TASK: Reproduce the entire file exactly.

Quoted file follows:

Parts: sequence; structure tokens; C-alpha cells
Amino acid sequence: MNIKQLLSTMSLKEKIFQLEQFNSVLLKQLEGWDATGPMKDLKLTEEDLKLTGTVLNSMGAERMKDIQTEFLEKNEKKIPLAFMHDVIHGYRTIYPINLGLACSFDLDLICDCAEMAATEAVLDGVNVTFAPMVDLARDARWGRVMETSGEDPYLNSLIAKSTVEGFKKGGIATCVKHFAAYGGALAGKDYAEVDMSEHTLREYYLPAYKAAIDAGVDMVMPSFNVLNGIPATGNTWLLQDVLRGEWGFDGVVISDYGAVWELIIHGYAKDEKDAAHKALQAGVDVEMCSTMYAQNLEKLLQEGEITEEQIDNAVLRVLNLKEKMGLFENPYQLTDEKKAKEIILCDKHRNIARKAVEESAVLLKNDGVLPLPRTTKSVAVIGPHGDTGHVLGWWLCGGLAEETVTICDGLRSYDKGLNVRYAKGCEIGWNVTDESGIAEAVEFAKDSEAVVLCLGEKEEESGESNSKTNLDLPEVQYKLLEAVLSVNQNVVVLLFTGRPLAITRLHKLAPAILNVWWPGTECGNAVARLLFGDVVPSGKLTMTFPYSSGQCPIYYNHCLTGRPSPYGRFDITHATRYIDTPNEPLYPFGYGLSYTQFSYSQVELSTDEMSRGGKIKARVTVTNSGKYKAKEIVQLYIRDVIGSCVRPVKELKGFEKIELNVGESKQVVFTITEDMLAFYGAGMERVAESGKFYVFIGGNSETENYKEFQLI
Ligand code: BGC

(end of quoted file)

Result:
Parts: sequence; structure tokens; C-alpha cells
Amino acid sequence: MNIKQLLSTMSLKEKIFQLEQFNSVLLKQLEGWDATGPMKDLKLTEEDLKLTGTVLNSMGAERMKDIQTEFLEKNEKKIPLAFMHDVIHGYRTIYPINLGLACSFDLDLICDCAEMAATEAVLDGVNVTFAPMVDLARDARWGRVMETSGEDPYLNSLIAKSTVEGFKKGGIATCVKHFAAYGGALAGKDYAEVDMSEHTLREYYLPAYKAAIDAGVDMVMPSFNVLNGIPATGNTWLLQDVLRGEWGFDGVVISDYGAVWELIIHGYAKDEKDAAHKALQAGVDVEMCSTMYAQNLEKLLQEGEITEEQIDNAVLRVLNLKEKMGLFENPYQLTDEKKAKEIILCDKHRNIARKAVEESAVLLKNDGVLPLPRTTKSVAVIGPHGDTGHVLGWWLCGGLAEETVTICDGLRSYDKGLNVRYAKGCEIGWNVTDESGIAEAVEFAKDSEAVVLCLGEKEEESGESNSKTNLDLPEVQYKLLEAVLSVNQNVVVLLFTGRPLAITRLHKLAPAILNVWWPGTECGNAVARLLFGDVVPSGKLTMTFPYSSGQCPIYYNHCLTGRPSPYGRFDITHATRYIDTPNEPLYPFGYGLSYTQFSYSQVELSTDEMSRGGKIKARVTVTNSGKYKAKEIVQLYIRDVIGSCVRPVKELKGFEKIELNVGESKQVVFTITEDMLAFYGAGMERVAESGKFYVFIGGNSETENYKEFQLI
Ligand code: BGC